Subject: Timor-Leste Local Media Monitoring April 2, 2004

Timor-Leste International and Local Media Monitoring April 2, 2004

STL

Sunrise oil-gas bill may face Timorese opposition (source: Australia media)

The controversial law paving the way to develop oil and gas fields in the Timor Sea passed the Senate yesterday, pushed through by Federal Government with the help of the ALP. The Greater Sunrise Unitisation Agreement Implementation Bill 2004 and Customs Tariff Amendment (Greater Sunrise) Bill 2004 were passed 49 votes to 11. The laws give effect to an agreement between Australia and East Timor to develop and commercialise oil and gas resources in the Sunrise and Troubadour fields, collectively known as Greater Sunrise. But the agreement may be blocked by the East Timor government, which is disputing its seabed and maritime boundaries with Australia and wants more than its 18 percent share of the revenue.

Farita the Philippine ambassador to Timor-Leste (Manila)

President Gloria Arroyo yesterday administered the oath of office to five ambassadors, several other government officials, and officers of private organizations at the Ceremonial Hall of Malacanang. The new envoy to Timor-Leste is Farita Aguilucho Ong, ambassador to the Democratic Republic of Timor-Leste.

Indonesia's election could be bad for Australia

Imagine General Wiranto, of East Timor fame, becoming the president of Indonesia, writes Hugh White. Churchill caught the complexity of democracy in his famous line about it being the worst way to choose a government, except for all the other ways. Indonesia will be demonstrating both sides of this aphorism over the next few months. The good news is that Indonesia is about to choose its next government through peaceful elections. The bad news is that the outcome is unlikely to be good, and could be quite bad ? for Indonesia and for ourselves.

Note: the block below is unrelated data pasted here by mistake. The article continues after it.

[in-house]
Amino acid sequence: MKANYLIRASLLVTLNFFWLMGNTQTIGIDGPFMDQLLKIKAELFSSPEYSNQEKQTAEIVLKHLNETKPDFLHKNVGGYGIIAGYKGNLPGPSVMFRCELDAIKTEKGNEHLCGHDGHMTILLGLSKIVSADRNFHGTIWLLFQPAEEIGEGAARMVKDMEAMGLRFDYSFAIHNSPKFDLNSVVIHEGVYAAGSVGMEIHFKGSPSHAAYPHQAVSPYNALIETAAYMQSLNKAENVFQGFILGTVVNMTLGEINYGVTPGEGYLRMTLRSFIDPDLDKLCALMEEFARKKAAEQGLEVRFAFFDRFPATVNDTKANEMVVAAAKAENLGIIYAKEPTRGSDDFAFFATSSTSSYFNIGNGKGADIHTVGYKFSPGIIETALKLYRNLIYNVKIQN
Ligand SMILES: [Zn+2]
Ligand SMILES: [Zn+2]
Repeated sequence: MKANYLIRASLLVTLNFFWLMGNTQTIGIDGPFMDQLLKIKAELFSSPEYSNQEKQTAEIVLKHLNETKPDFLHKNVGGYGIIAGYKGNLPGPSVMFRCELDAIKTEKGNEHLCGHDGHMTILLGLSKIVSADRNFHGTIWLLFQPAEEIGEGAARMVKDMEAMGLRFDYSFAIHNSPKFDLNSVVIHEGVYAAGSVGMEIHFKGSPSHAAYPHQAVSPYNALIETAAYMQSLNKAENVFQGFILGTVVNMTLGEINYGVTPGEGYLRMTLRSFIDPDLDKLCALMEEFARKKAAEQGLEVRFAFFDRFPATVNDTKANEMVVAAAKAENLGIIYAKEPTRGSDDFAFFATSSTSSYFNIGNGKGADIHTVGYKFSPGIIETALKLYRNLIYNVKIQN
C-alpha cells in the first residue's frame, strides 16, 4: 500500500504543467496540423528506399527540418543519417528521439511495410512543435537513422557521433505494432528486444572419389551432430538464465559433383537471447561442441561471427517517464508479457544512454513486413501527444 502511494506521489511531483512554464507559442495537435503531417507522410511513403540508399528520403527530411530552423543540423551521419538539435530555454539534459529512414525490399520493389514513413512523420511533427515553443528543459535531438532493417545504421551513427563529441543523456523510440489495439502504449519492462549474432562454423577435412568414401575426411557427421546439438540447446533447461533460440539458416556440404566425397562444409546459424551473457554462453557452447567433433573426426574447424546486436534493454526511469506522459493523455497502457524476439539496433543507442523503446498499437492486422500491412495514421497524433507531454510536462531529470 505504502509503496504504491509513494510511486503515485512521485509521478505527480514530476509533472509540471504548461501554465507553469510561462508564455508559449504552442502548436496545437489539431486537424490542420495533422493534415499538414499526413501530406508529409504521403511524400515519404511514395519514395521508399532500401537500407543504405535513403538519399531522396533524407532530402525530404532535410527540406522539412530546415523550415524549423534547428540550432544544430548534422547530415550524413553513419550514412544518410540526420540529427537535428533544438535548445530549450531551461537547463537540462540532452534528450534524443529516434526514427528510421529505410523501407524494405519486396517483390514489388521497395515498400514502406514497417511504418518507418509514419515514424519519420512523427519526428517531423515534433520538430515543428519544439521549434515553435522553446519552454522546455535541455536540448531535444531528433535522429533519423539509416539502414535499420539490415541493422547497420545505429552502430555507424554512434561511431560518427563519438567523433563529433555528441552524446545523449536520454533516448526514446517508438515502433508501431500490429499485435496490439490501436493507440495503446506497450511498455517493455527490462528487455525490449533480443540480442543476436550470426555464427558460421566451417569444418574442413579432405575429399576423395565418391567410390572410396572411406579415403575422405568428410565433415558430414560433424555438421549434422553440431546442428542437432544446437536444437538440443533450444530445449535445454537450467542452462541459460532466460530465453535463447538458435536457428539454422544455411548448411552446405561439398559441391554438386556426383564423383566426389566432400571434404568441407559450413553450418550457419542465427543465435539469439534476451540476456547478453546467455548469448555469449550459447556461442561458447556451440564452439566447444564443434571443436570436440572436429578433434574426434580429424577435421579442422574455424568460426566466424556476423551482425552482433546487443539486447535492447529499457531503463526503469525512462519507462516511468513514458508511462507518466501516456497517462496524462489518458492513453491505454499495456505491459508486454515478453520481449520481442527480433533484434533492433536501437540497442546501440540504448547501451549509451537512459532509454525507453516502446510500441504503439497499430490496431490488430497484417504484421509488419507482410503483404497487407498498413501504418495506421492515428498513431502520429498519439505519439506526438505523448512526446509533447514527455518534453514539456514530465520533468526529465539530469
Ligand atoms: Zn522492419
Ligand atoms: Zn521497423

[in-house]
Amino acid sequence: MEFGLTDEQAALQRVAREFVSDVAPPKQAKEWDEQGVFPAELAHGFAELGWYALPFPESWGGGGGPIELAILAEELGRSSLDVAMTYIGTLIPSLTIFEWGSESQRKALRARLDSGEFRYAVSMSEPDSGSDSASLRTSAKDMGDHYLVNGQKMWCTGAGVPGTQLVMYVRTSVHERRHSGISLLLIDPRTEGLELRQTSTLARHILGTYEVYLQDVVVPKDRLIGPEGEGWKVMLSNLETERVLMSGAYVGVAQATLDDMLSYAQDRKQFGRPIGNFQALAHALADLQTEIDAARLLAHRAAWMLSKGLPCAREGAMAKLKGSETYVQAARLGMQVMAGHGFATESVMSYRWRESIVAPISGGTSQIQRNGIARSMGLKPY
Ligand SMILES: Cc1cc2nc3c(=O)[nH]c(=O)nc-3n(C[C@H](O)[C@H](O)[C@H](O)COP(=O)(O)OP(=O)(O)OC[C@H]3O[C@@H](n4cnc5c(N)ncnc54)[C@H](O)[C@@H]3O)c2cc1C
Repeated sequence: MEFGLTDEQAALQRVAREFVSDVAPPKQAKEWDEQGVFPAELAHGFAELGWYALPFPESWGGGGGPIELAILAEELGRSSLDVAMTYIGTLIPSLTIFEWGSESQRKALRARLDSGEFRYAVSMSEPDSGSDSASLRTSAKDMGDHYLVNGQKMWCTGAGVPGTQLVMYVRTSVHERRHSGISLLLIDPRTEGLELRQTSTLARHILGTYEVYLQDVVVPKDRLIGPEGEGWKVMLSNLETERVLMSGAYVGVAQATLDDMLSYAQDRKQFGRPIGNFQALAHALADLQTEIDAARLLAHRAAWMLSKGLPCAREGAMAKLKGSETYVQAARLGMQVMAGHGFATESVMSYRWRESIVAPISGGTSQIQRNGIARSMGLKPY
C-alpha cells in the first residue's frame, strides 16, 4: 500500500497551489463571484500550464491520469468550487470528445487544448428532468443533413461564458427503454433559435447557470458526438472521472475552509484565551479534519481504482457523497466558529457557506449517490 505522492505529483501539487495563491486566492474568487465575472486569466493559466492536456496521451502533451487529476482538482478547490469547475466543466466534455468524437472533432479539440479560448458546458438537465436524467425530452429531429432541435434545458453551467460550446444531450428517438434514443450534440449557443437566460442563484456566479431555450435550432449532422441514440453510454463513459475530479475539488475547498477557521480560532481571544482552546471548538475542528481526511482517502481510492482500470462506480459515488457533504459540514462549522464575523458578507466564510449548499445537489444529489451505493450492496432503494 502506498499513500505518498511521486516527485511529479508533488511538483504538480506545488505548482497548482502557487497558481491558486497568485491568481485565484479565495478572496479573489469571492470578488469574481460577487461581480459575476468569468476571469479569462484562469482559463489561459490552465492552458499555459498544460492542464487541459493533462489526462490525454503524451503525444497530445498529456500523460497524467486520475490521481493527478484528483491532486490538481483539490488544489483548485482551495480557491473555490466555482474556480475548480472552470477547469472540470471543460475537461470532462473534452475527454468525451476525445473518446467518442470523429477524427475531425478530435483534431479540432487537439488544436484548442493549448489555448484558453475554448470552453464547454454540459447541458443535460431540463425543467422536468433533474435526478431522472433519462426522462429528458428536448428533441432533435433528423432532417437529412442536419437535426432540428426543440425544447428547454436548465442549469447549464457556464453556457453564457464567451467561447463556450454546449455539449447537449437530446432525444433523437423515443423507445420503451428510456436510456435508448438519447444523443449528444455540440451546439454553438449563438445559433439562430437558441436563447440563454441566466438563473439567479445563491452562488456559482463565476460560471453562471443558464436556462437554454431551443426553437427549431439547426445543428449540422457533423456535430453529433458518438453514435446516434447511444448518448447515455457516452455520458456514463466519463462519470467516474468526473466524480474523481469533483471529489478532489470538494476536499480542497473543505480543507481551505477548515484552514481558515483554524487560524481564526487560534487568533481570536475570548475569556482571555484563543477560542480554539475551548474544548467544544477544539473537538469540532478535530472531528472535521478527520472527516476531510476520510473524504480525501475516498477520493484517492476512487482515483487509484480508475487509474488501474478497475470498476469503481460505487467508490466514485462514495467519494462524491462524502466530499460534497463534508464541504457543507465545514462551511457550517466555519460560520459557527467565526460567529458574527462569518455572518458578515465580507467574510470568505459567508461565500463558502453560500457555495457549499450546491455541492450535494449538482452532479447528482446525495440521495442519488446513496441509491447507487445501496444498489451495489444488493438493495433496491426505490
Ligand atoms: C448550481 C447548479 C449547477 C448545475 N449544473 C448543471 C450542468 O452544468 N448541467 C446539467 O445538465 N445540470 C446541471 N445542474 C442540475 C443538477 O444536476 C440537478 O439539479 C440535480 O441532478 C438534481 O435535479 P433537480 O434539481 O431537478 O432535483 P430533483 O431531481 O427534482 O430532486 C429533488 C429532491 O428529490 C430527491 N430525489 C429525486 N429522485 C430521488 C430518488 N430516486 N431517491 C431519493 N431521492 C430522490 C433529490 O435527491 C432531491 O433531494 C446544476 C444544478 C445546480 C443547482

Australia's security depends on an Indonesia that is stable, prosperous, cohesive and democratic. It seems our changes of getting all four are slim. A president Wiranto in Jakarta's Istana Merdeka would be a major problem for Indonesia's relationship with the Us Washington can hardly afford to alienate the leader of the world's largest Muslim nation, but ir would come under domestic pressure to keep Wiranto at arms length because of his alleged human rights violations.

For Australia the consequences could be even worse. Sensitivities about East timor and the events of 1999 persist both in Australia and in Indonesia. So Canberra has understandably taken a slow, patient approach to rebuilding closer links with Jakarta. A Wiranto presidency would make that process much harder, and might well throw it into reverse.

25 years jail term for three

Three men aged between 26 and 28 were sentenced by Dili District Court to 25 years imprisonment for the killing of 24-year old Jose Conio Fernandes Xavier, whose body was found at Dili Stadium last week. The daily paper reported that six people also had been detained in connection to Xavier's death.

Semanario and Leandro Issac taken to court by PSD